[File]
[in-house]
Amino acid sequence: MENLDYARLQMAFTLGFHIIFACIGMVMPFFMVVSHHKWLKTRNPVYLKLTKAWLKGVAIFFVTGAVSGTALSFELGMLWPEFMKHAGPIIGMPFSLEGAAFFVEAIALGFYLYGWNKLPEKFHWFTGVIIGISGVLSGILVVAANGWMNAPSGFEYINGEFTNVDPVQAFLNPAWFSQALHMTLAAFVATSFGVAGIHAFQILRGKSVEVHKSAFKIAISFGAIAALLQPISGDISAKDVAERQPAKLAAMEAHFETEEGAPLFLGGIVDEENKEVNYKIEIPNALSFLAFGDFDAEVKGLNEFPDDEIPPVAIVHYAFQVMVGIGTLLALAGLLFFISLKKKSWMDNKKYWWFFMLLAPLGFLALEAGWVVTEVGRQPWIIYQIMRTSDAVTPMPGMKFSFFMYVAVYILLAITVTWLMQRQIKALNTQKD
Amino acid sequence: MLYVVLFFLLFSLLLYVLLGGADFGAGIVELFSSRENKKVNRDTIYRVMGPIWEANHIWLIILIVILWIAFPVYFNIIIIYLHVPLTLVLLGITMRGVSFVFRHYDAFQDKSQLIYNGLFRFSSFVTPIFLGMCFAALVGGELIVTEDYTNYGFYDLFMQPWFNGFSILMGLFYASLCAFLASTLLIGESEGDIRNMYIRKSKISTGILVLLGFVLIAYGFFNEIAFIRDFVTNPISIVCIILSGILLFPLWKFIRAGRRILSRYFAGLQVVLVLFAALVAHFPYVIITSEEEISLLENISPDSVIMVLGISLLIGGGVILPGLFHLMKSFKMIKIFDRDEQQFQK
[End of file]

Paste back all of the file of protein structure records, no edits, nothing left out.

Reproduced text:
[in-house]
Amino acid sequence: MENLDYARLQMAFTLGFHIIFACIGMVMPFFMVVSHHKWLKTRNPVYLKLTKAWLKGVAIFFVTGAVSGTALSFELGMLWPEFMKHAGPIIGMPFSLEGAAFFVEAIALGFYLYGWNKLPEKFHWFTGVIIGISGVLSGILVVAANGWMNAPSGFEYINGEFTNVDPVQAFLNPAWFSQALHMTLAAFVATSFGVAGIHAFQILRGKSVEVHKSAFKIAISFGAIAALLQPISGDISAKDVAERQPAKLAAMEAHFETEEGAPLFLGGIVDEENKEVNYKIEIPNALSFLAFGDFDAEVKGLNEFPDDEIPPVAIVHYAFQVMVGIGTLLALAGLLFFISLKKKSWMDNKKYWWFFMLLAPLGFLALEAGWVVTEVGRQPWIIYQIMRTSDAVTPMPGMKFSFFMYVAVYILLAITVTWLMQRQIKALNTQKD
Amino acid sequence: MLYVVLFFLLFSLLLYVLLGGADFGAGIVELFSSRENKKVNRDTIYRVMGPIWEANHIWLIILIVILWIAFPVYFNIIIIYLHVPLTLVLLGITMRGVSFVFRHYDAFQDKSQLIYNGLFRFSSFVTPIFLGMCFAALVGGELIVTEDYTNYGFYDLFMQPWFNGFSILMGLFYASLCAFLASTLLIGESEGDIRNMYIRKSKISTGILVLLGFVLIAYGFFNEIAFIRDFVTNPISIVCIILSGILLFPLWKFIRAGRRILSRYFAGLQVVLVLFAALVAHFPYVIITSEEEISLLENISPDSVIMVLGISLLIGGGVILPGLFHLMKSFKMIKIFDRDEQQFQK